The treaties concluded by Russia in the course of the war were made under Peter’s personal direction. He also travelled abroad again for diplomatic reasons—e.g., to Pomerania in 1712 and to Denmark, northern Germany, Holland, and France in 1716–17.
In 1703, on the banks of the Neva River, where it flows into the Gulf of Finland, Peter began construction of the city of St. Petersburg and established it as the new capital of Russia in 1712. By the Treaty of Nystad (September 10 [August 30, O.S.], 1721) the eastern shores of the Baltic were at last ceded to Russia, Sweden was reduced to a secondary power, and the way was opened for Russian domination over Poland.
In celebration of his triumph, the Senate on November 2 (October 22, O.S.), 1721, changed Peter’s title from tsar to emperor (imperator) of all the Russias.
The popular revolts (1705–08)
The peasant serfs and the poorer urban workers had to bear the greatest hardships in wartime and moreover were intensively exploited in the course of Peter’s great work for the modernization and development of Russia (see below Internal reforms). Their sufferings, combined with onerous taxation, provoked a number of revolts, the most important of which were that of Astrakhan (1705–06) and that led by Kondraty Afanasyevich Bulavin in the Don basin (1707–08). These revolts were cruelly put down.
The Turkish War (1710–13)
In the middle of the Northern War, when Peter might have pressed further the advantage won at Poltava, Turkey declared war on Russia. In the summer of 1711 Peter marched against the Turks through Bessarabia into Moldavia, but he was surrounded, with all his forces, on the Prut River. Obliged to sue for peace, he was fortunate to obtain very light terms from the inept Turkish negotiators, who allowed him to retire with no greater sacrifice than the retrocession of Azov. The Turkish government soon decided to renew hostilities, but the Peace of Adrianople (Edirne) was concluded in 1713, leaving Azov to the Turks. From that time on Peter’s military effort was concentrated on winning his war against Sweden.
The tsarevich Alexis and Catherine (to 1718)
Peter had a son, the tsarevich Alexis, by his discarded wife Eudoxia. Alexis was his natural heir, but he grew up antipathetic to Peter and receptive to reactionary influences working against Peter’s reforms. Peter, meanwhile, had formed a lasting liaison with a lowborn woman, the future empress Catherine I, who bore him other children and whom he married in 1712. Pressed finally to mend his ways or to become a monk in renunciation of his hereditary rights (1716), Alexis took refuge in the dominions of the Holy Roman emperor Charles VI, but he was induced to return to Russia in 1718. Thereupon proceedings were brought against him on charges of high treason, and after torture he was condemned to death. He died in prison, presumably by violence, before the formal execution of the sentence.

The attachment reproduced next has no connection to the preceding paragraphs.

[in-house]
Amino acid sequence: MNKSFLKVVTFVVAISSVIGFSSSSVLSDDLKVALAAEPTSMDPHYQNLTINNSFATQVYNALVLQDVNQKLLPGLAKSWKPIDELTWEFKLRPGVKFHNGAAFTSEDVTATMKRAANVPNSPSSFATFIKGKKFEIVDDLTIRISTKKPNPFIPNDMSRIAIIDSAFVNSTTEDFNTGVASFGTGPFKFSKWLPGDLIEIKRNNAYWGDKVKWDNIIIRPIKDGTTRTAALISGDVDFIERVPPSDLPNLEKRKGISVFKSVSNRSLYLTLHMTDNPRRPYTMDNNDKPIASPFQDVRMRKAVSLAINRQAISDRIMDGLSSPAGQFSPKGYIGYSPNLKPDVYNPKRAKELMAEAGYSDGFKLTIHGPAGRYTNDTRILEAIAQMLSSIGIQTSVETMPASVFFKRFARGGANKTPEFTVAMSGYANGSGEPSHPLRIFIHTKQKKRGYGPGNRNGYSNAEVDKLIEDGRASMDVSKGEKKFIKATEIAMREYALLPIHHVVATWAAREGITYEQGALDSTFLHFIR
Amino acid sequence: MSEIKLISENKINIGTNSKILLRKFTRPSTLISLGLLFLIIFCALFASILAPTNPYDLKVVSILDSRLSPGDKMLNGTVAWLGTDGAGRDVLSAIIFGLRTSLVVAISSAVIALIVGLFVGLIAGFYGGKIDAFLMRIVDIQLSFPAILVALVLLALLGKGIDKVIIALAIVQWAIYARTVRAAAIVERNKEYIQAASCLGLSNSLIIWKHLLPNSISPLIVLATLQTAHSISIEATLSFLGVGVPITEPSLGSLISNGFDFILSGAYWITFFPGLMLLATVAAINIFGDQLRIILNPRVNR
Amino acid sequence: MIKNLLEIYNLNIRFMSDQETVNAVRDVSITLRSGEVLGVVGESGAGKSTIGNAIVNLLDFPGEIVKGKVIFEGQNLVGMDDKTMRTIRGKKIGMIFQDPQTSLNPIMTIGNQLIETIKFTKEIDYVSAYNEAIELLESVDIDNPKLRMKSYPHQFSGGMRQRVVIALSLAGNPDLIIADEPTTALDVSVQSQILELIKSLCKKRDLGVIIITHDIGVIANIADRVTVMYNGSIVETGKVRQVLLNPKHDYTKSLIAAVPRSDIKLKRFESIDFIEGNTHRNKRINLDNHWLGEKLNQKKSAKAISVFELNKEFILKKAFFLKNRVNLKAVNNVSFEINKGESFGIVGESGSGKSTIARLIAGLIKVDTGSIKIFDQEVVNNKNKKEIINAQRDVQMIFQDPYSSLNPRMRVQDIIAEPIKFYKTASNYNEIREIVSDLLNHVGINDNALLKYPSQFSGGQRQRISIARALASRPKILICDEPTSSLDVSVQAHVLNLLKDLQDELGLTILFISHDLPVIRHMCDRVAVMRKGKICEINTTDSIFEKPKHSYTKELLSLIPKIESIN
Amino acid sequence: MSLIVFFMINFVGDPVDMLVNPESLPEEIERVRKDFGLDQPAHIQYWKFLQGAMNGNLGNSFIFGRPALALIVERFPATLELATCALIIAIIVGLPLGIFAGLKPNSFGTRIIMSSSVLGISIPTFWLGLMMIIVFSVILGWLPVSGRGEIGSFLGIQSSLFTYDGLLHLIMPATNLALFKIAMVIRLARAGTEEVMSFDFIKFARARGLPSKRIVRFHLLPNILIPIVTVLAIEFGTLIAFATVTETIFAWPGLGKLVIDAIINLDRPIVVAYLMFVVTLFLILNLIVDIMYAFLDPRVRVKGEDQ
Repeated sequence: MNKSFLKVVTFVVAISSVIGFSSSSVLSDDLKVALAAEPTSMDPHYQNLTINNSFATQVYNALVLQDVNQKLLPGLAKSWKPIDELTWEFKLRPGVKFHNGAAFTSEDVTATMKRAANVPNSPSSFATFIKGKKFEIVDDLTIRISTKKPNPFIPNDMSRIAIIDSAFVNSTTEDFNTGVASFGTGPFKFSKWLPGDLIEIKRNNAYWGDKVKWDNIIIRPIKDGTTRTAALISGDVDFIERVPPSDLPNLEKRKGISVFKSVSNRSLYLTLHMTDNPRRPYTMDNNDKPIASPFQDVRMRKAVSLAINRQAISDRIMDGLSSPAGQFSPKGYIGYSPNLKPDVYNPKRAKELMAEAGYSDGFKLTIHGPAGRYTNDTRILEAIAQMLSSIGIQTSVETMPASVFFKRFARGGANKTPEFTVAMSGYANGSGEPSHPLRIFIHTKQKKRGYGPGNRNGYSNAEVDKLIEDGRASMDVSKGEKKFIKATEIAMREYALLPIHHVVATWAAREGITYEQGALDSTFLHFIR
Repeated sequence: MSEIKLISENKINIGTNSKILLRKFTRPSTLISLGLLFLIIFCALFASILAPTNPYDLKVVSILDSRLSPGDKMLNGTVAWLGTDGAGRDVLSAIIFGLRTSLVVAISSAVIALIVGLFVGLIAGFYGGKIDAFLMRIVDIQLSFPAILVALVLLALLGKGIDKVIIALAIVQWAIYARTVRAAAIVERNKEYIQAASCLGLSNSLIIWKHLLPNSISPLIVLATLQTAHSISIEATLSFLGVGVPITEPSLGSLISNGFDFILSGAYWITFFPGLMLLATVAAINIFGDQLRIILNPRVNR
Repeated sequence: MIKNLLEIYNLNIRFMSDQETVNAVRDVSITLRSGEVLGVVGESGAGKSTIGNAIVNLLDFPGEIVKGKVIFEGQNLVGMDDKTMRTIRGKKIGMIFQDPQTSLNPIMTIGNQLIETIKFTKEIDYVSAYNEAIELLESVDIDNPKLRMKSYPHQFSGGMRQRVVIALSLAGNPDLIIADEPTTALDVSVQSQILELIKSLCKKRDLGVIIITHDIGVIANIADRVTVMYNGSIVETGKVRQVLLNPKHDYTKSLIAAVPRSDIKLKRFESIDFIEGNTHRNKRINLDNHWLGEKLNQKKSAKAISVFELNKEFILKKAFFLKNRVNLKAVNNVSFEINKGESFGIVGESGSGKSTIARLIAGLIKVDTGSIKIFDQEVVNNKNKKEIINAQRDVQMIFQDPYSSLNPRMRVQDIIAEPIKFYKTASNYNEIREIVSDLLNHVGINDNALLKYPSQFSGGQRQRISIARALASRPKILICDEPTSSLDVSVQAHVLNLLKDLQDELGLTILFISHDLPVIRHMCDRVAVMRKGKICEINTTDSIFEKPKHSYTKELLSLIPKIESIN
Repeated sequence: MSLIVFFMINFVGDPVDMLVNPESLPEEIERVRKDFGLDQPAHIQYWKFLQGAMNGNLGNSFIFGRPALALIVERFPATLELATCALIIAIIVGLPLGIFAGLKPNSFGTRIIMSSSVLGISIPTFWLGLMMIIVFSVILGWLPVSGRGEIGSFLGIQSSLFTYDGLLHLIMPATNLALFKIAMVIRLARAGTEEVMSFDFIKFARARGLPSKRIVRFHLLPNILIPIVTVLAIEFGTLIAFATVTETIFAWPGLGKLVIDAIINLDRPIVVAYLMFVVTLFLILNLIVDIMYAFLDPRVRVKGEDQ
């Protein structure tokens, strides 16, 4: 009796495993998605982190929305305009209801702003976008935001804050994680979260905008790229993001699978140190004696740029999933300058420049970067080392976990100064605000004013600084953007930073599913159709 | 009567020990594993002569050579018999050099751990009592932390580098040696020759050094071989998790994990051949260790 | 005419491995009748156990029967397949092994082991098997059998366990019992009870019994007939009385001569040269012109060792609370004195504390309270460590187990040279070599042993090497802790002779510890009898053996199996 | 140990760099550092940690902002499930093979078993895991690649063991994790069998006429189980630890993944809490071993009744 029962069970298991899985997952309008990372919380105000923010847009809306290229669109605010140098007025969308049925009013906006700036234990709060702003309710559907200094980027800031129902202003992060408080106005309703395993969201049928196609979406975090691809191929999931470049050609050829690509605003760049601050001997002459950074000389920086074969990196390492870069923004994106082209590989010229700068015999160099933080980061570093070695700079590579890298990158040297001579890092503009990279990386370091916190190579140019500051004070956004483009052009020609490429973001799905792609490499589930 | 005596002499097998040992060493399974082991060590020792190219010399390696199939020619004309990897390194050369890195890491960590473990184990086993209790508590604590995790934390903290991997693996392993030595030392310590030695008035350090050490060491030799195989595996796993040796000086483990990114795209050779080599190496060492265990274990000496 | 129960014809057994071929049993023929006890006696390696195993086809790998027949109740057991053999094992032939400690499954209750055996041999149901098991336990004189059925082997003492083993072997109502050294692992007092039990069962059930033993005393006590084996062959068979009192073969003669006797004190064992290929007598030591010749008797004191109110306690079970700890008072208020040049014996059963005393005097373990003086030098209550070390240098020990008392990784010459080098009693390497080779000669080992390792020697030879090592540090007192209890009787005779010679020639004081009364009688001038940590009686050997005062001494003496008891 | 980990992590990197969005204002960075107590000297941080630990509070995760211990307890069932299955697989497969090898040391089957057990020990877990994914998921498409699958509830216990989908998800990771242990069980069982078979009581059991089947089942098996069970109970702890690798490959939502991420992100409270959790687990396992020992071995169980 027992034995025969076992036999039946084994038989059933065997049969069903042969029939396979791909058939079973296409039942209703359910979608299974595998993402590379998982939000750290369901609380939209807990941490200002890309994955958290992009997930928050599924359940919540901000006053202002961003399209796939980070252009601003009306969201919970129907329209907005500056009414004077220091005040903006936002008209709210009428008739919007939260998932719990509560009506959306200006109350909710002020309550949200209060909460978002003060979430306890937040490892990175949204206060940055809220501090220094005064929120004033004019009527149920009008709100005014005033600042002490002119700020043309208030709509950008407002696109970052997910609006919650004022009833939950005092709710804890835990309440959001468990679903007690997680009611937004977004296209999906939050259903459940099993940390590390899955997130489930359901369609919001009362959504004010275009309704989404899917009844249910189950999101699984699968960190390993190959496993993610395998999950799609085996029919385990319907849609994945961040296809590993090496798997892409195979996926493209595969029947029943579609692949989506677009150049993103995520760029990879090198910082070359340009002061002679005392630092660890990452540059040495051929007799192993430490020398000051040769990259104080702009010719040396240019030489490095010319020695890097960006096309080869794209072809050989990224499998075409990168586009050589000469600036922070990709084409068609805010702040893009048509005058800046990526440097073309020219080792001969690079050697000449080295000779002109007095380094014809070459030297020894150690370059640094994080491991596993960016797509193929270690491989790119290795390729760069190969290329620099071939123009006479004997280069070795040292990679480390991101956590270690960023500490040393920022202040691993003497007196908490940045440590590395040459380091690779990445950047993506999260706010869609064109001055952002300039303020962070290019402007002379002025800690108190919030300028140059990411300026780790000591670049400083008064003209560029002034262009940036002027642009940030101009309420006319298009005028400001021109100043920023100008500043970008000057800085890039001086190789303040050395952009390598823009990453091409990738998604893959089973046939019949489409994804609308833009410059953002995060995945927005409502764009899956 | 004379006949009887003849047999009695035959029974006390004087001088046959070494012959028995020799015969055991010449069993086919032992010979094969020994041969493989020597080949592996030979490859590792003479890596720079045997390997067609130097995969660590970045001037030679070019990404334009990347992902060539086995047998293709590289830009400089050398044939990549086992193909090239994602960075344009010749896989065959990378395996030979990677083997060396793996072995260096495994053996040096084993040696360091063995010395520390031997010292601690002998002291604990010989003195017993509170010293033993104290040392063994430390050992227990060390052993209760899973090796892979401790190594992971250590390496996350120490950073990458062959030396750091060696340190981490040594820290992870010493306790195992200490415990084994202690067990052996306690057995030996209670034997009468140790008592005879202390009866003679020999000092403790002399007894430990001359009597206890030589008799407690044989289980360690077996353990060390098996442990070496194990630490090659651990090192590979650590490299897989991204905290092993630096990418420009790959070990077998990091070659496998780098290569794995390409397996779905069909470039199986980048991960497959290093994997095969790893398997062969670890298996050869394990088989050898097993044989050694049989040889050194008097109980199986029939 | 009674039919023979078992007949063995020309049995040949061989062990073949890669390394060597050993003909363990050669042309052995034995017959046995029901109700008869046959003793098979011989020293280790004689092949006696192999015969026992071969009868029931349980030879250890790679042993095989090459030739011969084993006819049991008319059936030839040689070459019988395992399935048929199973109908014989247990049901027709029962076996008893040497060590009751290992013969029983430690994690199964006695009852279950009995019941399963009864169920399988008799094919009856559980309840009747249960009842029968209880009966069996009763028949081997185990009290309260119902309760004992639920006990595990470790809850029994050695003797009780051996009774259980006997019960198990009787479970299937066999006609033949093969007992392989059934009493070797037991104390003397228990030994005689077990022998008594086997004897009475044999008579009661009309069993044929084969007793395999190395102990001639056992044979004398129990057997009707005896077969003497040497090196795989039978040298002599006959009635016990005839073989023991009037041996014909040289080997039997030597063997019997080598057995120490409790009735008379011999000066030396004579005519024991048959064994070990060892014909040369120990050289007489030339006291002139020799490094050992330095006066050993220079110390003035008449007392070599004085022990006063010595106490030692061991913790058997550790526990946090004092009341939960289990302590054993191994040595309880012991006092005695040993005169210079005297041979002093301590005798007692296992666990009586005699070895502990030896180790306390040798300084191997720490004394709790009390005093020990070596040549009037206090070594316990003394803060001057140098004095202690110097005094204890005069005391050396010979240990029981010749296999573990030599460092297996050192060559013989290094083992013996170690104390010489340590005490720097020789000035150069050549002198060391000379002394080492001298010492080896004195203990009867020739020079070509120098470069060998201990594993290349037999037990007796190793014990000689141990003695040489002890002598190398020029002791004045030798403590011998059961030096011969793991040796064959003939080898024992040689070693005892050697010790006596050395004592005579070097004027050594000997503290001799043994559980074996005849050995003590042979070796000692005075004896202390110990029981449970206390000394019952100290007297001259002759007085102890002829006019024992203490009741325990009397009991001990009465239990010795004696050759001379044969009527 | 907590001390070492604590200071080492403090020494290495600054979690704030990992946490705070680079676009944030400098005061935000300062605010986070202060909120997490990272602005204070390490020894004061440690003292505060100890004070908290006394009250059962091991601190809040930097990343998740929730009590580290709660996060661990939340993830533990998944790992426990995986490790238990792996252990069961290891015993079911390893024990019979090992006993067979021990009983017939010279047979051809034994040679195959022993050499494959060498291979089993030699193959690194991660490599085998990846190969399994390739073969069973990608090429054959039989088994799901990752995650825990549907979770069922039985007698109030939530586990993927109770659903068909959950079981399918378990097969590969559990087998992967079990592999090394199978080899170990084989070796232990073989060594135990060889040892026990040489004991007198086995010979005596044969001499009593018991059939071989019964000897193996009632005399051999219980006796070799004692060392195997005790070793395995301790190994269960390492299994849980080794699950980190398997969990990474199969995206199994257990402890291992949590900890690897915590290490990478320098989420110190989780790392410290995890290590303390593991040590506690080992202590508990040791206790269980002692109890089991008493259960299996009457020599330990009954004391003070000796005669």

The Persian campaign (1722–23)
Even during the second half of the Northern War, Peter had sent exploratory missions to the East—to the Central Asian steppes in 1714, to the Caspian region in 1715, and to Khiva in 1717. The end of the war left him free to resume a more active policy on his southeastern frontier. In 1722, hearing that the Ottoman Turks would take advantage of Persia’s weakness and invade the Caspian region, Peter himself invaded Persian territory. In 1723 Persia ceded the western and southern shores of the Caspian to Russia in return for military aid.
The campaign along the parched shores of the Caspian obviously put a great strain on Peter’s health, already undermined by enormous exertions and also by the excesses in which he occasionally indulged himself. In the autumn of 1724, seeing some soldiers in danger of drowning from a ship aground on a sandbank in the Gulf of Finland, he reportedly plunged himself into the icy water to help them. He became seriously ill in the winter, suffering from bladder and urinary tract problems. However, he continued to work, and it was at this time that he drew up the instructions for the expedition of Vitus Bering to Kamchatka.
In January 1725 Peter began having trouble urinating. Doctors removed a litre of “putrid” urine, and a fever ensued. Days later he died, at age 52. An autopsy allegedly found that gangrene had developed around his bladder. Peter left an empire that stretched from Arkhangelsk (Archangel) on the White Sea to Mazanderan on the Caspian and from the Baltic Sea to the Pacific Ocean. Though he had in 1722 issued a decree reserving to himself the right to nominate his successor, he did not in fact nominate anyone. His widow, Catherine, whom he had crowned empress in 1724, succeeded him to the temporary exclusion of his grandson, the future Peter II.